Lecture / Reading

CBD 2021: No One Can Purify Another: When Yoga is Property, But God is Change

Sponsored by Contemplation by Design, Stanford Prevention Research Center, Department of Medicine, Office for Religious & Spiritual Life

When

Sunday, October 31, 2021
11:00 am – 12:00 pm
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Where

Stanford Memorial Church

Contact via email
Contact via phone

650-723-1762

This event is open to:
Everyone

Admission
Free

Event Details:

Did you imagine you could purify another? In this sermon on abiding by change, Roopa draws a radical thru-line from the Dhammapada, a central Buddhist text, to Octavia Butler’s, Parable of the Sower. She expands upon the line (Dhammapada, The Self, Chapter 12: 166), “No one can purify another.” Roopa asks: Can we reconcile the long arc of recognition that “God is Change,”with the industrialization of yoga and contemplation? Do we need yoga to be our possession; our unchanging private property? In the liturgy, Roopa draws upon her groundbreaking research in yoga as property, in which she documents the rapid conversion of yoga into private property through Copyrights and Intellectual Property Law. Based on this data, she concludes by asking: When we present ourselves as being able to purify others, are we fighting change or abiding by change? Healing from binaries or creating binaries?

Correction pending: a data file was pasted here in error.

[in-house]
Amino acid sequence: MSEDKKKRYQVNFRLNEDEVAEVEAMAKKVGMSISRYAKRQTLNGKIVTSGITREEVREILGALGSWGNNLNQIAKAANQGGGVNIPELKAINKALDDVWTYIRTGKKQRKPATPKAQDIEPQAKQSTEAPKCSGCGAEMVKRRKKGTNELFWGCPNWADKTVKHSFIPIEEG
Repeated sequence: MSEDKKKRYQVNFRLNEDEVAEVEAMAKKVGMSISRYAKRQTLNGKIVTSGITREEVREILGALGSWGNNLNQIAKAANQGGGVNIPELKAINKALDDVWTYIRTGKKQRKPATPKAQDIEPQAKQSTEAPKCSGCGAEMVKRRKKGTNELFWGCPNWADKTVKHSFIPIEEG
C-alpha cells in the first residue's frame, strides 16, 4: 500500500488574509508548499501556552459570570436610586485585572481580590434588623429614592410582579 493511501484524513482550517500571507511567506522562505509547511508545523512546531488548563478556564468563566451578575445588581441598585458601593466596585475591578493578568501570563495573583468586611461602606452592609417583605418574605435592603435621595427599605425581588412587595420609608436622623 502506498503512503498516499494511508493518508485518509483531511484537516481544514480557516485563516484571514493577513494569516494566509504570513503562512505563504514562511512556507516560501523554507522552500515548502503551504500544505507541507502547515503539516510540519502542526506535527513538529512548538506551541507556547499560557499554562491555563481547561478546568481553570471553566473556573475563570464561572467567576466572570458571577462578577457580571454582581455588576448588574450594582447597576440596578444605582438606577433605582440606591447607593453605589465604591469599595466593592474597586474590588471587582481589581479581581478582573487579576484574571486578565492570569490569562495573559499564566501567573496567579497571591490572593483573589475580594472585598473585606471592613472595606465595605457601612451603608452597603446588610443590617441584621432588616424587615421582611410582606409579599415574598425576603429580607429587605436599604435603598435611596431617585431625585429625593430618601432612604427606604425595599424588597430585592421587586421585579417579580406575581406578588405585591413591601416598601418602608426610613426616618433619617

Roopa Bala Singh, PhD, JD is a founding legal scholar of Critical Yoga Studies. She is a fourth- generation attorney from the region of Kushinagar, India where the Buddha taught and died. Roopa is an Assistant Professor of Law and Civic Engagement at CSU Monterey Bay; teaching law, race, and gender. As a legal journalist intern in the U.S. Supreme Court, Roopa was asked to remove her hijab in the U.S. Supreme Court by Chief Justice Rehnquist (2002). This xenophobic act continues to shape Roopa’s commitment to race and the law. Roopa’s nationwide panel project (SAAPYA: South Asian American Perspectives on Yoga, 2013-2016) was the first public discourse site on race and cultural appropriation in yoga. Commitments to anti-racist liberation, prison law, and motherhood have been a central part of Roopa’s career in social justice. Roopa has a J.D. from UC Berkeley School of Law, a Masters in Cinema Studies from NYU, and a Ph.D. in Justice and Social Inquiry from ASU. Roopa is writing her first book, How Yoga Became Race.

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